Table 3. Factors influencing bacterial communities of healthy and WPD-affected corals
 dfSSMSPseudo-F P perm Permutations
  1. PERMANOVA summary statistics for factors affecting bacterial communities in healthy and WPD-affected corals from the Caribbean (i.e. Puerto Rico) and the Indo-Pacific (i.e. Gulf of Thailand).

  2. Df, degrees of freedom; SS, sum of squares; MS, mean squares; n.s., not significant.

Species (site)220.7210.362.820.001999
Site × condition111.3311.333.080.002997
Condition × species (site)
Figure 1.

Similarities between coral species, health state and ocean basin based on microbial communities. Multidimensional scaling (MDS) plot derived from Bray–Curtis distances of normalized PhyloChipTM HybScores (= 7200 OTUs). Healthy (open) and WPD-affected (filled) specimens of the corals P. duerderni (square), Porites lutea (circle), Orbicella faveolata (triangle) and Orbicella franksi (diamond) are shown. Stress represents the goodness of fit of the data onto the MD ordination.

To identify key bacterial species and community shifts (i.e. bacterial footprints) within the microbiomes of healthy and diseased corals, we conducted a two-way anova and determined all those OTUs that were more than 2-fold different between HH and DD in all four species and assorted them to bacterial families (Fig. 2). For those taxa >2-fold more abundant in HH corals, only 2 bacterial families (Lachnospiraceae, Prevotellaceae) were represented by more than 1 OTU, whereas 5 bacterial families (Desulfomicrobiaceae, Lactobacillaceae, Rikenellaceae, Streptococcaceae, Xanthomonadaceae) were each represented by 1 OTU. Except for Desulfomicrobium orale (OTU 57563), none of the OTUs could be assigned to a described bacterial species. Those bacterial taxa with more >2-fold higher abundances in DD corals were comprised of 4 OTUs from 4 families (Alteromonadaceae, Flavobacteriaceae, Phyllobacteriaceae, Rhodospirillaceae) and 12 OTUs belonging to the family Rhodobacteraceae. Accordingly, the family Rhodobacteraceae contributed 75% of the key OTUs in DD samples and also represented the highest fold-changes. The only OTU assigned to the species level from this bacterial family was Rhodobacter sphaeroides (OTU 61632), while all other bacterial taxa were taxonomically unclassified at the species level.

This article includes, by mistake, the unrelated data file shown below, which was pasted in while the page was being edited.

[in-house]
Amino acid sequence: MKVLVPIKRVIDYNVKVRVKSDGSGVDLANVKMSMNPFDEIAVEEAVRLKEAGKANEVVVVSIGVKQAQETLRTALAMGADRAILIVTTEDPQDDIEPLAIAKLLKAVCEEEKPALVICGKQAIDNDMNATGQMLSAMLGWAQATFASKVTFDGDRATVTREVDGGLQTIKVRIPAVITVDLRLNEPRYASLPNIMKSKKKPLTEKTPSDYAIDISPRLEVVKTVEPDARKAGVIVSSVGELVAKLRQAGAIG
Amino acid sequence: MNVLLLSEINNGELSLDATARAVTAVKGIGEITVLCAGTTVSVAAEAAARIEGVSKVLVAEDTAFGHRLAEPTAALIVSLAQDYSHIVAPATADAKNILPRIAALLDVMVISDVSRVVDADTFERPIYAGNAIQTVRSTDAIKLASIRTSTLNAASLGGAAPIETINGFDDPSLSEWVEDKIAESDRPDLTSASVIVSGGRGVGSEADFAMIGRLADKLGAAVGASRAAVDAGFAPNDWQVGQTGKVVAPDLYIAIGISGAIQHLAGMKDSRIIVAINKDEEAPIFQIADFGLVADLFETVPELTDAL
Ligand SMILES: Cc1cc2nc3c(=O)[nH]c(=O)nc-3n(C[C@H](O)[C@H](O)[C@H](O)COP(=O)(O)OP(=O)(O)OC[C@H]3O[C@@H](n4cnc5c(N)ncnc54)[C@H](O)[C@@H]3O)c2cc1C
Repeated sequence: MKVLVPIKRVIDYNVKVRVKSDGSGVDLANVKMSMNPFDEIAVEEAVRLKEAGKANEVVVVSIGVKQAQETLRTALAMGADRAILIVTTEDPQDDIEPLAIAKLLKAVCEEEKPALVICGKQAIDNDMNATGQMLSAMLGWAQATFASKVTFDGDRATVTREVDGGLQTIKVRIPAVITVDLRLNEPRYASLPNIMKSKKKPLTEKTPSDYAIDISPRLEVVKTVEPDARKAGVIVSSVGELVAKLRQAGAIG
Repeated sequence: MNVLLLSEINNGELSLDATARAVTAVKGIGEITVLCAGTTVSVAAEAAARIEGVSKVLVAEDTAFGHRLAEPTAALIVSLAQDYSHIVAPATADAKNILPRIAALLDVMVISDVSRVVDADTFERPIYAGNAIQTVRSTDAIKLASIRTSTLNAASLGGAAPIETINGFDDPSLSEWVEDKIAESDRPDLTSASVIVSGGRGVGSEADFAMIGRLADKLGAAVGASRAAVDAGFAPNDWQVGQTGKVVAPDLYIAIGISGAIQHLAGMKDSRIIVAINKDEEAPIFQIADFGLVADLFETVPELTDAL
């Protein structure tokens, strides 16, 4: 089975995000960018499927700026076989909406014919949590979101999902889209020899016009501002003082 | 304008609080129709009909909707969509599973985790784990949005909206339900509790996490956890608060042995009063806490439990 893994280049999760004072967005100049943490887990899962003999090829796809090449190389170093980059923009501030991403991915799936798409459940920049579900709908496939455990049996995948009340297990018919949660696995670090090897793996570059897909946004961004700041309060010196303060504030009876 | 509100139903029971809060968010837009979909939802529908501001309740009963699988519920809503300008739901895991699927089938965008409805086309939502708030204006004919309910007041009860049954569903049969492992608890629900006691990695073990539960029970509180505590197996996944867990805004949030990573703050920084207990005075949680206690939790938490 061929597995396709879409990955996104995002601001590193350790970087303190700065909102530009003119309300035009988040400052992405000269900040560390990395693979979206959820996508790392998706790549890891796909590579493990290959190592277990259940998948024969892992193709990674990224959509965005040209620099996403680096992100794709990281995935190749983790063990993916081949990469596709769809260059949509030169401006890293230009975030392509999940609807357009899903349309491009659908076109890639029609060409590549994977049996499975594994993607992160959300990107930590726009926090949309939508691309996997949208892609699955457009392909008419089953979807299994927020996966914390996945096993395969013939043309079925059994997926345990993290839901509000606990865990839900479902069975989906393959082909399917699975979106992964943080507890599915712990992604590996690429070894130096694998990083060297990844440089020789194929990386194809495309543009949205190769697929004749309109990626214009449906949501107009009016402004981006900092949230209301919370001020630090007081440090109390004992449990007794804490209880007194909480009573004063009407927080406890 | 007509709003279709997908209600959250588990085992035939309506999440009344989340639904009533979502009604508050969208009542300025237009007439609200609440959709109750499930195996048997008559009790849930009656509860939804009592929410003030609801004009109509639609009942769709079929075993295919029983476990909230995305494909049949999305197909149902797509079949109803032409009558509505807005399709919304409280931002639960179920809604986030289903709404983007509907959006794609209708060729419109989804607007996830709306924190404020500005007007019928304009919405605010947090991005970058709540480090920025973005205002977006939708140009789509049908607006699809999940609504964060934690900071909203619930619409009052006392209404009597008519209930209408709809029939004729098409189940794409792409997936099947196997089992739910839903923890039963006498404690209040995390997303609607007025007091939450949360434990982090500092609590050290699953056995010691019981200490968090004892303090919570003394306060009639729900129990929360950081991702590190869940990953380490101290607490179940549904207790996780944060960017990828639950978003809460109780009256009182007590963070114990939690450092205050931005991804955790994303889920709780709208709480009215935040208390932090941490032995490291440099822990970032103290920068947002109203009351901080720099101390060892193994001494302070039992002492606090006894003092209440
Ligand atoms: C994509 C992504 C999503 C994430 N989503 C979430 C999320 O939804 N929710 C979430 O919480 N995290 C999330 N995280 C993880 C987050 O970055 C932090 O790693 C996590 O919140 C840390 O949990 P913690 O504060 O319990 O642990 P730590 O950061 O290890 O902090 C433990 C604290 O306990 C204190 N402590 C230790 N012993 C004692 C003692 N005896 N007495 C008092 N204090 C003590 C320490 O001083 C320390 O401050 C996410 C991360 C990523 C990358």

Figure 2.

Bacterial footprints of WPD. Displayed are bacterial families and OTUs that showed a >2-fold abundance difference between HH and DD over samples from Pavona duerdeni (white), Porites lutea (light grey), Orbicella faveolata (black) and Orbicella franksi (dark grey). FC, fold change.

Phylogenetic position of the coral host and bacterial community structure